Slug Flow is a typical two-phase flow where a wave is picked up periodically by the rapidly moving gas to form a frothy slug, which passes along the pipe at a greater velocity than the average liquid velocity. slugs can cause severe and dangerous vibrations in piping systems because of the impact of the high-velocity slugs against fittings such as bend, Tee, etc and it can cause the failure of the piping system.

What is Slug Force?

Slug Force is equal to the change in momentum with respect to time, i.e, Force F=dp/dt. The equation of slug force for a piping elbow is given by:Diagram Showing Slug Force Equation

What are the lines that are prone to Slug Flow?

Process Engineers will Analyze the two-phase flow regimes and inform accurately whether the given fluid can cause slug flow while flowing through the piping system. On a broad scale normally following lines are believed to gave slug tendency.
1. Vacuum Transfer Lines
2. Condenser Outlet Lines
3. Re-boiler Return Lines
4. Fired Heater outlets
5. Boiler Blow down lines.
6. Various Pipeline Flowlines (Process Discipline to Confirm case by case)

References

https://www.sciencedirect.com/topics/earth-and-planetary-sciences/slug-flow

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13 thoughts on “Static Analysis of Slug flow: A Presentation for Beginners”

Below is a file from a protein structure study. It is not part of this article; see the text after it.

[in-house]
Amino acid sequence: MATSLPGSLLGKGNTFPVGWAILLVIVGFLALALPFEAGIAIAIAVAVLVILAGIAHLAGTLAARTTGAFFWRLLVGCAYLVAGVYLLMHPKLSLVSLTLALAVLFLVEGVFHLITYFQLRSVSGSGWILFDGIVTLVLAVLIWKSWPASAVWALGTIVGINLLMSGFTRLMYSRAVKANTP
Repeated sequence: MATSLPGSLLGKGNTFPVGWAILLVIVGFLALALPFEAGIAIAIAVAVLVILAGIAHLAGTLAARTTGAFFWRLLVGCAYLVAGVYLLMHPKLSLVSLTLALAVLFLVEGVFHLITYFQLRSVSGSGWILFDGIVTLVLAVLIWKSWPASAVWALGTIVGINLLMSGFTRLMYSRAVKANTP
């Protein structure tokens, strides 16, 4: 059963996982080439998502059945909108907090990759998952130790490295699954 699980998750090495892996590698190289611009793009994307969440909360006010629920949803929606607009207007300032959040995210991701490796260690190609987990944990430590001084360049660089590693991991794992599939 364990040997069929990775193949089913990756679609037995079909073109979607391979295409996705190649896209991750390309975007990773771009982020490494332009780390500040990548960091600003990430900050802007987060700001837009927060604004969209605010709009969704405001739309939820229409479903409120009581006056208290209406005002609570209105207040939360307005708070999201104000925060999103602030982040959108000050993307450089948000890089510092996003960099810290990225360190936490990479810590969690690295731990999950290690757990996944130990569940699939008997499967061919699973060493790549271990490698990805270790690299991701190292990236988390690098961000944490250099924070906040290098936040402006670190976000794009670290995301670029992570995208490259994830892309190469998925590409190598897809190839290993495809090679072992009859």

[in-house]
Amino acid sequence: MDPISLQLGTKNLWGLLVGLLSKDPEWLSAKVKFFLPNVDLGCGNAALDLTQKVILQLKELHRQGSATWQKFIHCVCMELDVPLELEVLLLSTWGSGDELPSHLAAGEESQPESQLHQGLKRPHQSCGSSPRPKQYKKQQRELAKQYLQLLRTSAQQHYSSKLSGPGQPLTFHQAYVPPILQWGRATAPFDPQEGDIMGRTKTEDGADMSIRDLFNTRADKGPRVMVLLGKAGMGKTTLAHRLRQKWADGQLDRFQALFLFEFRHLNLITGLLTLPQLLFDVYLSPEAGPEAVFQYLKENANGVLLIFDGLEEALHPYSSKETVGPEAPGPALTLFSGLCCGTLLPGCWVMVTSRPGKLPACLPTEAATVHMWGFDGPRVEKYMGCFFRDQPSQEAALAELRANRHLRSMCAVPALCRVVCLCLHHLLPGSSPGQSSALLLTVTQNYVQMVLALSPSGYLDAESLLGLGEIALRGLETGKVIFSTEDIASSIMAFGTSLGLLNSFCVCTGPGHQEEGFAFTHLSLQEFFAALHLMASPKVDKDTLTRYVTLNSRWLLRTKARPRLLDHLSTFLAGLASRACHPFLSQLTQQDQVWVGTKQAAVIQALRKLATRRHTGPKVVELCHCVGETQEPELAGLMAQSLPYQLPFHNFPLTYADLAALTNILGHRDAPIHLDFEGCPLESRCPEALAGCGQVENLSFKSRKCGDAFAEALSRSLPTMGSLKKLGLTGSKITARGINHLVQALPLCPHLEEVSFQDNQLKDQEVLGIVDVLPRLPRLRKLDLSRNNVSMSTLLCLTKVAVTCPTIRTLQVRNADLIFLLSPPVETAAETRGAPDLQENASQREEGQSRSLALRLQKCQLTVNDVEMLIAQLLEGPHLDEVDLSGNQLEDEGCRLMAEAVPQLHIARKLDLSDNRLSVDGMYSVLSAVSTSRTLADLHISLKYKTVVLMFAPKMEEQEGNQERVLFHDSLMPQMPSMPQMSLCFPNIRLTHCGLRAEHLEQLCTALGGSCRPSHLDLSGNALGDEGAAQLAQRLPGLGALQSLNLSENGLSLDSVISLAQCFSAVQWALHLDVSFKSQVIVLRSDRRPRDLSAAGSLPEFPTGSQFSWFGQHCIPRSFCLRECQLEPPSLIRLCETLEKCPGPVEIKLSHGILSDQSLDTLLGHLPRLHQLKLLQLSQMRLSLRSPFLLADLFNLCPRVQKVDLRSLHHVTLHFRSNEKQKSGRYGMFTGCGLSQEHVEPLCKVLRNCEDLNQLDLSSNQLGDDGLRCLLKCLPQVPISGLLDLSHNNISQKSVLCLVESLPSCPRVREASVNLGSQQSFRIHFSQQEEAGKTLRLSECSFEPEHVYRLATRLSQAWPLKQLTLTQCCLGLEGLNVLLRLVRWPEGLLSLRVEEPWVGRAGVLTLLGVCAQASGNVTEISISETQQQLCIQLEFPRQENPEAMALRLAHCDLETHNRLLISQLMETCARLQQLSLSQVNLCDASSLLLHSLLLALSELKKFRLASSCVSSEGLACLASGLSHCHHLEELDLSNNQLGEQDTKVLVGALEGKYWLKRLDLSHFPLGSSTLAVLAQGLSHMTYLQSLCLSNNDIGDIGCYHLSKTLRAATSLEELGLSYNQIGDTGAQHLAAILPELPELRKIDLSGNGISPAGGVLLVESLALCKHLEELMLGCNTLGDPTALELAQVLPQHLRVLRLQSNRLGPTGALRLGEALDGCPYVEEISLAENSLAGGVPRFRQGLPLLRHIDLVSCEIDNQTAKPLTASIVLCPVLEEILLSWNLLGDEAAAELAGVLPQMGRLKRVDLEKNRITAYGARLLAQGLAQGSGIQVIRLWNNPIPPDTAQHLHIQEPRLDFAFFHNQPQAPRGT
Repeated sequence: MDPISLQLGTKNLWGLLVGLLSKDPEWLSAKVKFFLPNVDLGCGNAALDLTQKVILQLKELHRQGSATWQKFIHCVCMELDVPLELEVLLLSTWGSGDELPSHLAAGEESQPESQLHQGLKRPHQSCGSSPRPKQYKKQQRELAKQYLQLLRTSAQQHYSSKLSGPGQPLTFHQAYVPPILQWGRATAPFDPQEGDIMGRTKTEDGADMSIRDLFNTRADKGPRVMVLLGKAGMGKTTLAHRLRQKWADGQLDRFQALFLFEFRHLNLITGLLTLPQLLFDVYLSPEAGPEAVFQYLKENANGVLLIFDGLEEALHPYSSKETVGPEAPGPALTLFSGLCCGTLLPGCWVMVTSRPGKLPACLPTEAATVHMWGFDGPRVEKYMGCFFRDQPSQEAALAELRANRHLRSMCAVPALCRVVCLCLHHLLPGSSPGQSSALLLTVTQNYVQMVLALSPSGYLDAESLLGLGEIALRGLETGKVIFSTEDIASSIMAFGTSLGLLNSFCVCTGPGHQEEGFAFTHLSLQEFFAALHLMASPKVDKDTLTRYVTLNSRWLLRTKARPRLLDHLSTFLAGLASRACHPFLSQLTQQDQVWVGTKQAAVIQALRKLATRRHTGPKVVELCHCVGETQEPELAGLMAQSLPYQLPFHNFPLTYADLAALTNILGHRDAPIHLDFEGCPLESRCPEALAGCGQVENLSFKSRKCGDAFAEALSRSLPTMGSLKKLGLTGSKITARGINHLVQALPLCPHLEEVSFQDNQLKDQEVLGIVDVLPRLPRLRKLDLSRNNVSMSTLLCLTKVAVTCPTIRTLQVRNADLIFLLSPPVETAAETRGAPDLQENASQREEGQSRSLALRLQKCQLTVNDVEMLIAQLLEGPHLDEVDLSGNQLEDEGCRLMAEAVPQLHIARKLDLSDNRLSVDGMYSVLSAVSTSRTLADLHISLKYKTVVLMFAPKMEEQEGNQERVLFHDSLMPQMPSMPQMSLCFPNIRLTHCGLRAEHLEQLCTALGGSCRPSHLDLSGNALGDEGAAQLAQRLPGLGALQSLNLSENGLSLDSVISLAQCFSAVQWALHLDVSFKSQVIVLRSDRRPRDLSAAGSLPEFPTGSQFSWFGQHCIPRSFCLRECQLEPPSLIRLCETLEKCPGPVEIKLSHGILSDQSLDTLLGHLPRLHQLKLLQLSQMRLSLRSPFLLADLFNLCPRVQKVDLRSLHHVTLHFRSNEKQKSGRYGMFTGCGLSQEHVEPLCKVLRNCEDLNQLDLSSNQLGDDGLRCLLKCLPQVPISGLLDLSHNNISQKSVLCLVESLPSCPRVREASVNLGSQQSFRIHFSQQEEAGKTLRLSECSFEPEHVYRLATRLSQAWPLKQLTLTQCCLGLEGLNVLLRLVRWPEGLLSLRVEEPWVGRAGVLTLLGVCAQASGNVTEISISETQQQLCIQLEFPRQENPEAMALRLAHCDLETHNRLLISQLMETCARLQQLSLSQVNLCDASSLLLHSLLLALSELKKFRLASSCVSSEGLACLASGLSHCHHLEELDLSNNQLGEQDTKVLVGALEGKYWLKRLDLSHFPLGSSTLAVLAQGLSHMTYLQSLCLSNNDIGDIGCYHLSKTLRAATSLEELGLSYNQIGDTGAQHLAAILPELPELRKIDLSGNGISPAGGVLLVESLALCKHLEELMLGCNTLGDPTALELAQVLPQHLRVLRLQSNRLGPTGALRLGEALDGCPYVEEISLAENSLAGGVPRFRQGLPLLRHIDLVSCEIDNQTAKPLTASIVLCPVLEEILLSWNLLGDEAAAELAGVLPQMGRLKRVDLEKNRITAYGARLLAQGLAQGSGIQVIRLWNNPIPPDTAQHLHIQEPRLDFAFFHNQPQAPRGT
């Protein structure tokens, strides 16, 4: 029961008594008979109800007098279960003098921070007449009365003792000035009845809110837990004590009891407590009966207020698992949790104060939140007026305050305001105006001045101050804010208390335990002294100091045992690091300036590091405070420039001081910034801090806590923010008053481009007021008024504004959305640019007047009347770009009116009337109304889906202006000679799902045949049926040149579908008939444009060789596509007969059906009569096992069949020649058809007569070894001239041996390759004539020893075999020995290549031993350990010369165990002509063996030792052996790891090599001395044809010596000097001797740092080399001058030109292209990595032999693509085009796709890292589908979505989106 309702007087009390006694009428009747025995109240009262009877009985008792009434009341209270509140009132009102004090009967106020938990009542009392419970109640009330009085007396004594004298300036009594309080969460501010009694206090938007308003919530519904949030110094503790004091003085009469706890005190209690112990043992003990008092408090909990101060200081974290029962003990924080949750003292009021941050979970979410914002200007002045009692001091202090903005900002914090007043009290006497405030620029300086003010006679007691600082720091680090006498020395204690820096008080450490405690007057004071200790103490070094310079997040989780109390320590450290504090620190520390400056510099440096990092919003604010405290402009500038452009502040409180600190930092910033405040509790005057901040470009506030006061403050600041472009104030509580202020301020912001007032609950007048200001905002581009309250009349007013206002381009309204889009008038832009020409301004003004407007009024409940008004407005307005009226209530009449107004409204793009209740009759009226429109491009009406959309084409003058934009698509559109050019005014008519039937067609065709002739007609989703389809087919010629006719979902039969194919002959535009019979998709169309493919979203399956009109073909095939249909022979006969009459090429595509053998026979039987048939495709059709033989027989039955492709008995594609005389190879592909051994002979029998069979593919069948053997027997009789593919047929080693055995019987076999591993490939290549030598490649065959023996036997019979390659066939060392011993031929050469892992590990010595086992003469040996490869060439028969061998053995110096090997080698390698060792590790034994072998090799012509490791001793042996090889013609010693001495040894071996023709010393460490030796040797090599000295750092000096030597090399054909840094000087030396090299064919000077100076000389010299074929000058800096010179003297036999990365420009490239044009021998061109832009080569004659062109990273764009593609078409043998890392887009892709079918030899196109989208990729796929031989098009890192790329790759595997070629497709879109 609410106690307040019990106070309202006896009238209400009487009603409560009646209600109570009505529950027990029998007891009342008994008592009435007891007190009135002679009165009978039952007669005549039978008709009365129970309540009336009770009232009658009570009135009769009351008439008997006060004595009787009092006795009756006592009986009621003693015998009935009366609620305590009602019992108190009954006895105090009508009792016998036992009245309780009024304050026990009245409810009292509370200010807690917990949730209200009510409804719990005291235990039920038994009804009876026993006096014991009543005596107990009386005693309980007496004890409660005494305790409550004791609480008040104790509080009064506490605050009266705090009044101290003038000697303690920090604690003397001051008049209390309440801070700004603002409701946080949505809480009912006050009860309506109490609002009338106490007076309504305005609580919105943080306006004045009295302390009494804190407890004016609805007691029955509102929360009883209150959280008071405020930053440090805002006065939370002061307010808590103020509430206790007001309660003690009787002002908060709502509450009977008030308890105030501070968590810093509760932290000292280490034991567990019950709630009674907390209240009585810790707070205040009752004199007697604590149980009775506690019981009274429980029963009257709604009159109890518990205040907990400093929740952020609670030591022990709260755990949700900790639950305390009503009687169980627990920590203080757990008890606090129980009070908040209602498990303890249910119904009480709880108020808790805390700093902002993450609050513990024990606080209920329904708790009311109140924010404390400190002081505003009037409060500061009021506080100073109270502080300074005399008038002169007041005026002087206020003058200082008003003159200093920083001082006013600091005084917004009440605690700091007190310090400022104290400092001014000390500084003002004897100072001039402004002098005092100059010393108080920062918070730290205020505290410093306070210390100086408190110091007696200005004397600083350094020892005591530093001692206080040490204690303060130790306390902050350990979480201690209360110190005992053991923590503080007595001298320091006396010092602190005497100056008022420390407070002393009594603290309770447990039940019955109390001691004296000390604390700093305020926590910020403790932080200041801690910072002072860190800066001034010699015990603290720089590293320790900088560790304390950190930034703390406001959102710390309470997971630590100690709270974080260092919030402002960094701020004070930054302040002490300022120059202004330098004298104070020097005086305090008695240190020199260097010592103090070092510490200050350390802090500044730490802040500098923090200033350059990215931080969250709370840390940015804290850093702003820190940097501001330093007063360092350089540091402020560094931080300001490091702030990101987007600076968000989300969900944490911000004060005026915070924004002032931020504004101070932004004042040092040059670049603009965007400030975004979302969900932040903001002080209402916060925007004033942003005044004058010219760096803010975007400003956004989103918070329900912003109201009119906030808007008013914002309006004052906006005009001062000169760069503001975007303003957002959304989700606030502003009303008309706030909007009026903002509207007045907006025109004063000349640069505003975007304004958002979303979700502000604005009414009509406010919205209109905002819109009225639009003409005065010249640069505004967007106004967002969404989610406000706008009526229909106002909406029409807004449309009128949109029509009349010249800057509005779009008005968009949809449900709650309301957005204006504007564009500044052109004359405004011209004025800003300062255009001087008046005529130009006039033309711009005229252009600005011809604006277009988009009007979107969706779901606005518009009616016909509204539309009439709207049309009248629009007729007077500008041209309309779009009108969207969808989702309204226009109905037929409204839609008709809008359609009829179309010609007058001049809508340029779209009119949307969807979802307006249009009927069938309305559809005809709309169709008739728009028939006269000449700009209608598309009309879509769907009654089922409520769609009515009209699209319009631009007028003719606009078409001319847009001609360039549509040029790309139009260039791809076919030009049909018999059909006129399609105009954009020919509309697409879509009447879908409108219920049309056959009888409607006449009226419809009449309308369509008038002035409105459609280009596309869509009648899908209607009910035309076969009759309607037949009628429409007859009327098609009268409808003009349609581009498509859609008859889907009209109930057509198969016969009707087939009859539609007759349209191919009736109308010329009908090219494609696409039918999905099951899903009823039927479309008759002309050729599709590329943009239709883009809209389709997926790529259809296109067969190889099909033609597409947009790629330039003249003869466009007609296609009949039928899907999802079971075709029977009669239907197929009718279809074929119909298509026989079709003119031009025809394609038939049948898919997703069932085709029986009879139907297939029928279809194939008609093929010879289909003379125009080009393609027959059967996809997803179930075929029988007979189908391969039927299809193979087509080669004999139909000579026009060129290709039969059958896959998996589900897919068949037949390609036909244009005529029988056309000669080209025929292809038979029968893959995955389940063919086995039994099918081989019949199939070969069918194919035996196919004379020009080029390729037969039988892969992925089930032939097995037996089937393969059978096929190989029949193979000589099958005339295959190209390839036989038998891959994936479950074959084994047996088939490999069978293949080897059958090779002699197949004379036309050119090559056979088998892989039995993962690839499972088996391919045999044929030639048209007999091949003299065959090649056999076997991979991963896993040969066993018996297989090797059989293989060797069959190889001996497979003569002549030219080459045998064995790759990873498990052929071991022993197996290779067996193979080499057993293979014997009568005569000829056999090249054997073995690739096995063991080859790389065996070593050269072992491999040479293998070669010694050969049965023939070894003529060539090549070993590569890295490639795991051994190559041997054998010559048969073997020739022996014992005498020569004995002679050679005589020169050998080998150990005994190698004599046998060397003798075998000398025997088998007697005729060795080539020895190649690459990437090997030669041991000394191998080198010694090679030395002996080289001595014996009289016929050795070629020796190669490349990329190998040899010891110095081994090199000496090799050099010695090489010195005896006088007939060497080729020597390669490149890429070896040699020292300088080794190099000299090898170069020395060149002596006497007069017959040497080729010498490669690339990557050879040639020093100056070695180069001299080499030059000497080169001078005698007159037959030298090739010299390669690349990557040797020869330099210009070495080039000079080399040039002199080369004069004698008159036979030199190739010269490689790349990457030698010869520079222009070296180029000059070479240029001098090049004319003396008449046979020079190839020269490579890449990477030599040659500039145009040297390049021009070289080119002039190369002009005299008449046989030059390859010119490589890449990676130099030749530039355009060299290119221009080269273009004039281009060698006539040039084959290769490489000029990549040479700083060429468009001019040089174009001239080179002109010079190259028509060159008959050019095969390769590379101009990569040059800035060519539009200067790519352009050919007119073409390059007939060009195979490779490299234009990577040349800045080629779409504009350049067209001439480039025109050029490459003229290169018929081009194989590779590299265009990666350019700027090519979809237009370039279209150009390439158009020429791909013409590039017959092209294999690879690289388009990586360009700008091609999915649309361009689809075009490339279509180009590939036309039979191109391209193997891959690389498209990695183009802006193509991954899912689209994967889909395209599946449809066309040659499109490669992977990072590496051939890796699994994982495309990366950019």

1. Dear Anup,
     This is very good article for beginners and use full one.

    In the slug force calculation spread sheet all input units are in KG then how force is calculated in newton.
    I think the calculated force will be 20797.2 N and after considering DLF the force will be 41595 N.

    1. May be I have made a mistake..I will check that in the original spreadsheet..The figure is just for illustration purpose…thanks for your response…

  2. Very good Explanation. I have One doubt. Which velocity and density shall be considered in the slug force calculation? Is it Liquid density and velocity or Fluid ( liquid combined with gas) density and velocity?

  3. If we are calculating slug force so why we have to use liquid density to calculate slug force,
    Instead cant we use homogeneous density given by process department

  4. Can you explain again the meaning:

    “It is assumed that the slug is formed across the full cross section of the pipe for the maximum impact. This configuration is least probable for vertically down ward flow as no hold – up is possible for accumulation of liquid and eventual formation of slug. Hence slug force at elbows for vertically downward flow lines are not considered”

    I understand that we don’t need to input slug force on downward bend. But I don’t understand the philosophy.

    Thank you

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  6. Why slug forces are considered as occasional load. It should be directly added with operating case and should be treated as operating load. As long as pipe is in operation it would always hit by slug hence it obviously is not occasional case.